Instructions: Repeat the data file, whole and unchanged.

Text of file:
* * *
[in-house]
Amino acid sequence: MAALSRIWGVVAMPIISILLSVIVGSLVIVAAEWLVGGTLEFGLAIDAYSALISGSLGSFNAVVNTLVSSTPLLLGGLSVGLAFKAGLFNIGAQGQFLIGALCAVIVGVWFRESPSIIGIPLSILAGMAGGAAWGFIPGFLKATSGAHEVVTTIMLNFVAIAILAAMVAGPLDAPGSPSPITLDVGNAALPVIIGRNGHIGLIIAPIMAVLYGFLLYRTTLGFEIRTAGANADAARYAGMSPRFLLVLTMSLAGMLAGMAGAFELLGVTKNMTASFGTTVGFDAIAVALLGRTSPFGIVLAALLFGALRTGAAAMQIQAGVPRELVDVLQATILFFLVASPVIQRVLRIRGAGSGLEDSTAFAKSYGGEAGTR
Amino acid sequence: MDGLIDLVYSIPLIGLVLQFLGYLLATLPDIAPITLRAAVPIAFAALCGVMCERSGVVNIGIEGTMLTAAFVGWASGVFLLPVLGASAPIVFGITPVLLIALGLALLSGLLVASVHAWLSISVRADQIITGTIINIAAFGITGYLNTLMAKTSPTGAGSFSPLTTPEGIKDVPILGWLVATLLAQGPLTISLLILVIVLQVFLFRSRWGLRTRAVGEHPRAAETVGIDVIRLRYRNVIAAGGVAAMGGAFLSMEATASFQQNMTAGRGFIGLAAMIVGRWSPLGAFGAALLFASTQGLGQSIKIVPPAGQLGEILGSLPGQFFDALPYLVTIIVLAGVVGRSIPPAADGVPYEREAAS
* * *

[in-house]
Amino acid sequence: MAALSRIWGVVAMPIISILLSVIVGSLVIVAAEWLVGGTLEFGLAIDAYSALISGSLGSFNAVVNTLVSSTPLLLGGLSVGLAFKAGLFNIGAQGQFLIGALCAVIVGVWFRESPSIIGIPLSILAGMAGGAAWGFIPGFLKATSGAHEVVTTIMLNFVAIAILAAMVAGPLDAPGSPSPITLDVGNAALPVIIGRNGHIGLIIAPIMAVLYGFLLYRTTLGFEIRTAGANADAARYAGMSPRFLLVLTMSLAGMLAGMAGAFELLGVTKNMTASFGTTVGFDAIAVALLGRTSPFGIVLAALLFGALRTGAAAMQIQAGVPRELVDVLQATILFFLVASPVIQRVLRIRGAGSGLEDSTAFAKSYGGEAGTR
Amino acid sequence: MDGLIDLVYSIPLIGLVLQFLGYLLATLPDIAPITLRAAVPIAFAALCGVMCERSGVVNIGIEGTMLTAAFVGWASGVFLLPVLGASAPIVFGITPVLLIALGLALLSGLLVASVHAWLSISVRADQIITGTIINIAAFGITGYLNTLMAKTSPTGAGSFSPLTTPEGIKDVPILGWLVATLLAQGPLTISLLILVIVLQVFLFRSRWGLRTRAVGEHPRAAETVGIDVIRLRYRNVIAAGGVAAMGGAFLSMEATASFQQNMTAGRGFIGLAAMIVGRWSPLGAFGAALLFASTQGLGQSIKIVPPAGQLGEILGSLPGQFFDALPYLVTIIVLAGVVGRSIPPAADGVPYEREAAS